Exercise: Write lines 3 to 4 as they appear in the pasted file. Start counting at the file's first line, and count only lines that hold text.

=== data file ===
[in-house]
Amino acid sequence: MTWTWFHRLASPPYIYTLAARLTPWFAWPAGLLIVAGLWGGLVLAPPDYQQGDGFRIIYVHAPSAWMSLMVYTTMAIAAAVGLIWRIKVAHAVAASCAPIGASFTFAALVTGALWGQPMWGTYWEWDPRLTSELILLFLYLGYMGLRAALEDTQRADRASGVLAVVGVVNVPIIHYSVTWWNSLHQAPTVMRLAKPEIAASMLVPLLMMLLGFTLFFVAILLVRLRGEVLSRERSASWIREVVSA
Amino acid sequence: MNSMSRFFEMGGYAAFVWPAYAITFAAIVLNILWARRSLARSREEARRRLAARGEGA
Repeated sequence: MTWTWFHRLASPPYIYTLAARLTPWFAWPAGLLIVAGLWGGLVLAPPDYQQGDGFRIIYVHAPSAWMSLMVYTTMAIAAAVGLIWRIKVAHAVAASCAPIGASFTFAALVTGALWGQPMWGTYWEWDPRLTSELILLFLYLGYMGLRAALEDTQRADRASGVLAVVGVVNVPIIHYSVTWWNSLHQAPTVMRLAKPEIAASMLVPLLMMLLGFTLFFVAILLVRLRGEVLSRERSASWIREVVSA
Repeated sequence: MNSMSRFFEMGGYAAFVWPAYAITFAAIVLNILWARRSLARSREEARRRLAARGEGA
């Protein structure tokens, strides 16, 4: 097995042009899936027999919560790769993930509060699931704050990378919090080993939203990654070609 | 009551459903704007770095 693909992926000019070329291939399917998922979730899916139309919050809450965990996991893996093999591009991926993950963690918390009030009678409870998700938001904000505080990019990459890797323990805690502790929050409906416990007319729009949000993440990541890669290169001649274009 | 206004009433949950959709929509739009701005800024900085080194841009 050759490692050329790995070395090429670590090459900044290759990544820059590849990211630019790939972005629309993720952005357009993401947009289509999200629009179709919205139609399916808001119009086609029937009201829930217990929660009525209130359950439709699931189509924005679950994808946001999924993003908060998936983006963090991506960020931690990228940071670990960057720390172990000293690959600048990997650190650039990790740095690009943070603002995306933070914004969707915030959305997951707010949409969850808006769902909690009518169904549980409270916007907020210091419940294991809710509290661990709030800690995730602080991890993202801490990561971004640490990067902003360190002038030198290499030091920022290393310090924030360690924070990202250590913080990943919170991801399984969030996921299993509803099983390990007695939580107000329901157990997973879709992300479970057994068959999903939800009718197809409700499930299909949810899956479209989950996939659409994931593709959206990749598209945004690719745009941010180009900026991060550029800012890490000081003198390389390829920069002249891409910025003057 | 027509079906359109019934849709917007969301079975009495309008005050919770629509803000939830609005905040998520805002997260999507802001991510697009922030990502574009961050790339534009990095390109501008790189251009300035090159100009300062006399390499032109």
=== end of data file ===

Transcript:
Amino acid sequence: MNSMSRFFEMGGYAAFVWPAYAITFAAIVLNILWARRSLARSREEARRRLAARGEGA
Repeated sequence: MTWTWFHRLASPPYIYTLAARLTPWFAWPAGLLIVAGLWGGLVLAPPDYQQGDGFRIIYVHAPSAWMSLMVYTTMAIAAAVGLIWRIKVAHAVAASCAPIGASFTFAALVTGALWGQPMWGTYWEWDPRLTSELILLFLYLGYMGLRAALEDTQRADRASGVLAVVGVVNVPIIHYSVTWWNSLHQAPTVMRLAKPEIAASMLVPLLMMLLGFTLFFVAILLVRLRGEVLSRERSASWIREVVSA